​‘Sustainable Ukraine demarcation line must reflect realities on the ground’

A Ukrainian Army tank rides on January 3, 2015 near the eastern Ukrainian village of Peski, in the northeastern Donetsk region. (AFP Photo / vasily Maximov)
The self-proclaimed Donetsk and Lugansk Republics are demanding the so-called ‘contact line’ with Kiev forces agreed in Minsk be renegotiated. Security analyst Charles Shoebridge agrees that any demarcation line should reflect realities on the ground.

Two attempts to reach a peace deal between the self-proclaimed eastern republics and Kiev brought no results from meetings in Minsk.

With civilians living close to the battle zone at constant risk of being shelled by the Ukrainian army, the east is demanding an immediate ceasefire – and a change to the existing “contact line” stipulated in the Minsk agreement. The republics want the new demarcation line to correspond with their latest push against the Ukrainian army besieging their capitals.

READ MORE: Constant shelling in Donetsk as peace talks in Minsk end in blame game

Security analyst and intelligence expert Charles Shoebridge told RT that indeed, any viable demarcation line should not only be drawn as far away from densely populated areas as possible, but also reflect geographical realities on the ground.

RT:Anti-government forces want to change the confines of the battle zone which were set during the first Minsk talks back in September. They say otherwise more civilians will die. Isn’t this demand justified?

Charles Shoebridge: It really does make sense that any demarcation line – not necessarily the current time contact line, but any ceasefire, agreed ceasefire line – must reflect realities on the ground.

That’s to say that it needs to take account of the physical realities on the ground, for example, where the urban centers are, the way that terrain lies, and the way that communications, for example roads and railways, also lie in that area.

So it can’t just be agreed that where the forces currently are is where the line should be. And particularly in respect to the civilian populations of major urban centers – these need to be as far as possible. It is difficult in this area because it’s relatively densely populated, but these urban centers need to be out of the range, as far as possible, of the heavy weaponry that currently is causing so much civilian suffering in places such as Donetsk.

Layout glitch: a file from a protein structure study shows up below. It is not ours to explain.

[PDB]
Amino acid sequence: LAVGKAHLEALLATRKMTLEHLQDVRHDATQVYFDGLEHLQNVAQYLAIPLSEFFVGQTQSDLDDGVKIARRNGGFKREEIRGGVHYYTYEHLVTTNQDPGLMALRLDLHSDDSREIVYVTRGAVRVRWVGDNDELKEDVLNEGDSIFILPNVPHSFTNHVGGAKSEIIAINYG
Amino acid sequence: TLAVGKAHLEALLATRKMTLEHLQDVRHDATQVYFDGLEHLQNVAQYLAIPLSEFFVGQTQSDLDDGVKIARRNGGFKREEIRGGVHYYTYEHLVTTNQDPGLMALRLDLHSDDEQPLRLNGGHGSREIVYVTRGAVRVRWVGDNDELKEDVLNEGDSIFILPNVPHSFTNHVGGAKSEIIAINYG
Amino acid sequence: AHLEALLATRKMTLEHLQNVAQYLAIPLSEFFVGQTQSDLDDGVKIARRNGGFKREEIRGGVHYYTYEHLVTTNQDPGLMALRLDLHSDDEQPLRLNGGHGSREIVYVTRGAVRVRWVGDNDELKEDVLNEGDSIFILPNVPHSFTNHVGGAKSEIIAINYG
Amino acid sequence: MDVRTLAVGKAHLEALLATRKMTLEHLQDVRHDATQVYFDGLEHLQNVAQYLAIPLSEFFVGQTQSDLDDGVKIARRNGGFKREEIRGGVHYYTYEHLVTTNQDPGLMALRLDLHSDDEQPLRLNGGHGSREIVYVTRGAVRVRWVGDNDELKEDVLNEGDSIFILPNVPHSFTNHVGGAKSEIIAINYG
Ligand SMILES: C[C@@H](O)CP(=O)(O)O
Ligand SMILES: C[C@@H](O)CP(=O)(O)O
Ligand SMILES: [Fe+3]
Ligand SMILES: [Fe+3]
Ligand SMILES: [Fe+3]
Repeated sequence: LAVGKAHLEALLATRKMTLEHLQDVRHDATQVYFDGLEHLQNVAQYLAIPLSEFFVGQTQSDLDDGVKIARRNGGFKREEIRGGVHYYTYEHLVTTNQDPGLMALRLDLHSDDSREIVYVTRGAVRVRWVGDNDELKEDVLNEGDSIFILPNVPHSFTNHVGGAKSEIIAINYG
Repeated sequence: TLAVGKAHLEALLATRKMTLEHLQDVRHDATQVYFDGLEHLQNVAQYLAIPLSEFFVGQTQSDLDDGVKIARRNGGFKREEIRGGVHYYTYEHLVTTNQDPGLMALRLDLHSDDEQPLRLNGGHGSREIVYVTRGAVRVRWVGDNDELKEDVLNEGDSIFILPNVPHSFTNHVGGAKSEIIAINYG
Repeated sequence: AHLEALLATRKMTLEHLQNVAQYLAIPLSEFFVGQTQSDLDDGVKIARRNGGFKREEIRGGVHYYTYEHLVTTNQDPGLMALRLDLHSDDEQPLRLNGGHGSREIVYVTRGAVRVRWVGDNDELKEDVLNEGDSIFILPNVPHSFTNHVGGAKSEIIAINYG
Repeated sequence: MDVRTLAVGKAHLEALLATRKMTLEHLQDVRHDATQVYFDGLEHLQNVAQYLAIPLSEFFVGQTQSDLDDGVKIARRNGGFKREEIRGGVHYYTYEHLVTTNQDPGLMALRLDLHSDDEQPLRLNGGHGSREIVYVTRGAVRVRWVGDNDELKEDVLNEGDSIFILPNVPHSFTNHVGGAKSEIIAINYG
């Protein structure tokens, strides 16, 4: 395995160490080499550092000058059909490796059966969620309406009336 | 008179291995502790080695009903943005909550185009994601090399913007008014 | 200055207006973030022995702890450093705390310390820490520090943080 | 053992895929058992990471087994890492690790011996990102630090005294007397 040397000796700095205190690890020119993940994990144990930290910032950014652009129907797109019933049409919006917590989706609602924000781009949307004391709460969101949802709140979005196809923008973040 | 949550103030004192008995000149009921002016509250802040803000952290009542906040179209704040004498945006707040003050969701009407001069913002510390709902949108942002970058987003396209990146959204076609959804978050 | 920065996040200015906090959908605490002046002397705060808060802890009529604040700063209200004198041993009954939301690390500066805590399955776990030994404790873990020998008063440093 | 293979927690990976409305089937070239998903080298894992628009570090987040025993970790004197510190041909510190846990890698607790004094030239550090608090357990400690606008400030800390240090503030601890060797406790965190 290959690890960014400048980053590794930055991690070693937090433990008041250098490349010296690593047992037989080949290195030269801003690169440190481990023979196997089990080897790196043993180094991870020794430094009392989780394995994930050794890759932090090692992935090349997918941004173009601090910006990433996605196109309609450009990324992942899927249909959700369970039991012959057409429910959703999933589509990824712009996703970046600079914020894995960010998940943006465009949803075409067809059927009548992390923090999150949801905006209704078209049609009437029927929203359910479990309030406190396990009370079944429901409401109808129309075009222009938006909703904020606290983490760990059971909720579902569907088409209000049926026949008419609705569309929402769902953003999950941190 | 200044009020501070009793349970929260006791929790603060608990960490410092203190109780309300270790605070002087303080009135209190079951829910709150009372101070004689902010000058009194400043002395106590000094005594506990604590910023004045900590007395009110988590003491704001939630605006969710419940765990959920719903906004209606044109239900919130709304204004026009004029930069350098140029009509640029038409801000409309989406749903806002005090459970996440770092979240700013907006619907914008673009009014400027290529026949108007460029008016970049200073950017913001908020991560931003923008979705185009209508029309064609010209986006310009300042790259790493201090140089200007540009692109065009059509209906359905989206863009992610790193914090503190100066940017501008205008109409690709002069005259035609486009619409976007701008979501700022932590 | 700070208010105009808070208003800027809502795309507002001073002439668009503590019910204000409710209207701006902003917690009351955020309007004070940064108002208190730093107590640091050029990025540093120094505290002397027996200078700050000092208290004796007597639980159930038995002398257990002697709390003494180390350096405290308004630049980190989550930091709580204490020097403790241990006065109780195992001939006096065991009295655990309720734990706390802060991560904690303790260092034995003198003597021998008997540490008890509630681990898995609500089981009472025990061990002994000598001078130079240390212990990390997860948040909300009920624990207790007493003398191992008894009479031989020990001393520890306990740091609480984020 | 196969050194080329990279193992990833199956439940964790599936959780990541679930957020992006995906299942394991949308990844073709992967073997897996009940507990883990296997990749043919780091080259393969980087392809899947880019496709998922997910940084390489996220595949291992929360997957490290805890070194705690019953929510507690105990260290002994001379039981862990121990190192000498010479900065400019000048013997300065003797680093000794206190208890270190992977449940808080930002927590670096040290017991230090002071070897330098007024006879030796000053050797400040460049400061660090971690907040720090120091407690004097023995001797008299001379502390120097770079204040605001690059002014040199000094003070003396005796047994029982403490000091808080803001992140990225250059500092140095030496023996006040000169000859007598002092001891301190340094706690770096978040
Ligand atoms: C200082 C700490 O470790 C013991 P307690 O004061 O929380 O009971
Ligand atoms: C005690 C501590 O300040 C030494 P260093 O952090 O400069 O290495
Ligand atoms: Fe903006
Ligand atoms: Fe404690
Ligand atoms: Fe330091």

And clearly therefore it seems a legitimate demand that a demarcation line, if you like, a ceasefire line, should reflect not just realities on the ground but also the future sustainability of that line in terms of keeping civilian population centers away from, as far as possible, heavy weaponry of both sides - but particularly the Ukraine government side which is currently shelling areas such as Donetsk on a daily basis.

And in this respect, the OSCE on the ground, as impartial monitors, have a crucial role of course in, if you like, policing, or at least observing and monitoring the implementation of that ceasefire and ceasefire line itself.

If there’s going to be a ceasefire, it needs to recognize the situation on the ground. The rebels control the airport but perhaps they could be prepared to hand it over in return to some negotiated settlement. It’s really clear that the demarcation line, if it comes about, needs to be sustainable, that’s to say that it should really be as far as possible involving straight lines of following geographical features on the ground.

So that not only is it observable and can be enforceable or monitored, at least by people such as the OSCE, but also so that it doesn’t, for example, involve enclaves of one side of the other going into the other’s territory, which always is going to present opportunities, or challenges should we say, for those forces on the ground. It needs to be as sustainable as possible.